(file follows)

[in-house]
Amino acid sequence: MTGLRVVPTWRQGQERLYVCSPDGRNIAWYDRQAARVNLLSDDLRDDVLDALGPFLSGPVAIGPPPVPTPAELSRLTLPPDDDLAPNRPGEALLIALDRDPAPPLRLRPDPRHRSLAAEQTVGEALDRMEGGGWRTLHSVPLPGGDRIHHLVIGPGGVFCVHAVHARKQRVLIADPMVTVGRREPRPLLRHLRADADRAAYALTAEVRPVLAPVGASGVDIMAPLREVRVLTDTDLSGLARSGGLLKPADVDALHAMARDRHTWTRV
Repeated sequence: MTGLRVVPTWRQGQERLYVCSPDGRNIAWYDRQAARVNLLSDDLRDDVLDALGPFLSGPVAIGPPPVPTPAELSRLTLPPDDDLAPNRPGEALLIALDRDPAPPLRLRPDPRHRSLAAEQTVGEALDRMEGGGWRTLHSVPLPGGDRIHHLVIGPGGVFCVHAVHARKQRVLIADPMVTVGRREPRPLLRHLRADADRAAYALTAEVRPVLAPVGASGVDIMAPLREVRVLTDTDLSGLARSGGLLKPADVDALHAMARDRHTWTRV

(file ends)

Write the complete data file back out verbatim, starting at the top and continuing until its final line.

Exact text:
[in-house]
Amino acid sequence: MTGLRVVPTWRQGQERLYVCSPDGRNIAWYDRQAARVNLLSDDLRDDVLDALGPFLSGPVAIGPPPVPTPAELSRLTLPPDDDLAPNRPGEALLIALDRDPAPPLRLRPDPRHRSLAAEQTVGEALDRMEGGGWRTLHSVPLPGGDRIHHLVIGPGGVFCVHAVHARKQRVLIADPMVTVGRREPRPLLRHLRADADRAAYALTAEVRPVLAPVGASGVDIMAPLREVRVLTDTDLSGLARSGGLLKPADVDALHAMARDRHTWTRV
Repeated sequence: MTGLRVVPTWRQGQERLYVCSPDGRNIAWYDRQAARVNLLSDDLRDDVLDALGPFLSGPVAIGPPPVPTPAELSRLTLPPDDDLAPNRPGEALLIALDRDPAPPLRLRPDPRHRSLAAEQTVGEALDRMEGGGWRTLHSVPLPGGDRIHHLVIGPGGVFCVHAVHARKQRVLIADPMVTVGRREPRPLLRHLRADADRAAYALTAEVRPVLAPVGASGVDIMAPLREVRVLTDTDLSGLARSGGLLKPADVDALHAMARDRHTWTRV